Euonymus caterpillars are numerous in northeastern Illinois. This insect rarely occurs in Illinois south of Kankakee or west of Rockford. Its main host in Illinois is European euonymus, Euonymus europaea. It is listed as also attacking spreading euonymus, E. kiautschovicus, and winged euonymus, E. alatus; but I have not received reports of it feeding on those hosts. European euonymus is a slender, large shrub to small tree.
Euonymus caterpillar lives in a colonial silk tent that the caterpillars web between leaves. As the caterpillars grow, they expand the web to cover more leaves and branches. The caterpillars are whitish, with two rows of large black dots. When full grown, they are slightly over 3/4 inch long. The caterpillars pupate in the silt tent in June, forming rows of vertical silk cocoons.
Moths emerge and lay eggs on the twigs and branches and in bud axils in July. The slender moths have white wings peppered with small black spots. They are relatively small, with a wingspan of 1 inch. Within a few weeks, their eggs hatch into caterpillars, which crawl under their empty eggshells to spend the fall and winter. The caterpillars become active feeders and silk-tent constructors as the leaves emerge in the spring.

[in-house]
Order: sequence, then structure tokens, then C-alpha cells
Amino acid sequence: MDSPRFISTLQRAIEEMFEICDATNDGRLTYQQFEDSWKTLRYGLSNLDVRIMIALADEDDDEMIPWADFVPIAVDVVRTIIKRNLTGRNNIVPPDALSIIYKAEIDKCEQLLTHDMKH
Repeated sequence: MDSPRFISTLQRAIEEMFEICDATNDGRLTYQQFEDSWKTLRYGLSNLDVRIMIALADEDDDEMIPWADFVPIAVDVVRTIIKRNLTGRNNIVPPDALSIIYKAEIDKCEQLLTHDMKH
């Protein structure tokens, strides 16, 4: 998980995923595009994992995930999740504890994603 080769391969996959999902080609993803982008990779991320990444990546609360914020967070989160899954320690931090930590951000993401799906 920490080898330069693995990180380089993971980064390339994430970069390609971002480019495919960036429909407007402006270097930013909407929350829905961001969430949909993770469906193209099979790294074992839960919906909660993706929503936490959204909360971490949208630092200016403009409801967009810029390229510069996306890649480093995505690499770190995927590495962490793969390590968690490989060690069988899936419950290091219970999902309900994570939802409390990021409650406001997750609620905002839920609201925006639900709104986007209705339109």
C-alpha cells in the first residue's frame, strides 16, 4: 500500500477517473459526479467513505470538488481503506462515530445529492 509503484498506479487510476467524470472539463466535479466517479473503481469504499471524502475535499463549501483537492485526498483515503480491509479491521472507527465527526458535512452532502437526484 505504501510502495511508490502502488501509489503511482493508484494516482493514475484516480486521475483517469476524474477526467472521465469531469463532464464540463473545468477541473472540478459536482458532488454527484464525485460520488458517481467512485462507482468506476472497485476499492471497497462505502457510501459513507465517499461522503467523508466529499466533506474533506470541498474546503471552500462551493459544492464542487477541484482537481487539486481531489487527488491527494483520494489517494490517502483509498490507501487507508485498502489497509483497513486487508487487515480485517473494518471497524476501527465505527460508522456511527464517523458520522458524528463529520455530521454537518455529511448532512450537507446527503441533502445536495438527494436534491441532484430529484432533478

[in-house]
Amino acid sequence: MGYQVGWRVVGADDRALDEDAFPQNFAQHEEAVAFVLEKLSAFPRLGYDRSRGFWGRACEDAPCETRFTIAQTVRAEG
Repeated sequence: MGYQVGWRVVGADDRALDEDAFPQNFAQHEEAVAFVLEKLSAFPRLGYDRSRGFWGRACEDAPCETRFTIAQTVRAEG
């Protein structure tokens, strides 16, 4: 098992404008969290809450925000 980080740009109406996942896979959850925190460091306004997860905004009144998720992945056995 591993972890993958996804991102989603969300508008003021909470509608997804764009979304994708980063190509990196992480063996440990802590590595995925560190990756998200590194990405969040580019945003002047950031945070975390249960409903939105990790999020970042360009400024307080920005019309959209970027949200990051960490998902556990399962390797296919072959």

A wide range of insecticides are effective, but sprays must be applied with enough pressure to penetrate the silk webbing to reach the caterpillars. Bacillus thuringiensis kurstaki (Dipel, Thuricide) is the insecticide of choice, due to its specificity on caterpillars. (Phil Nixon and James Schuster)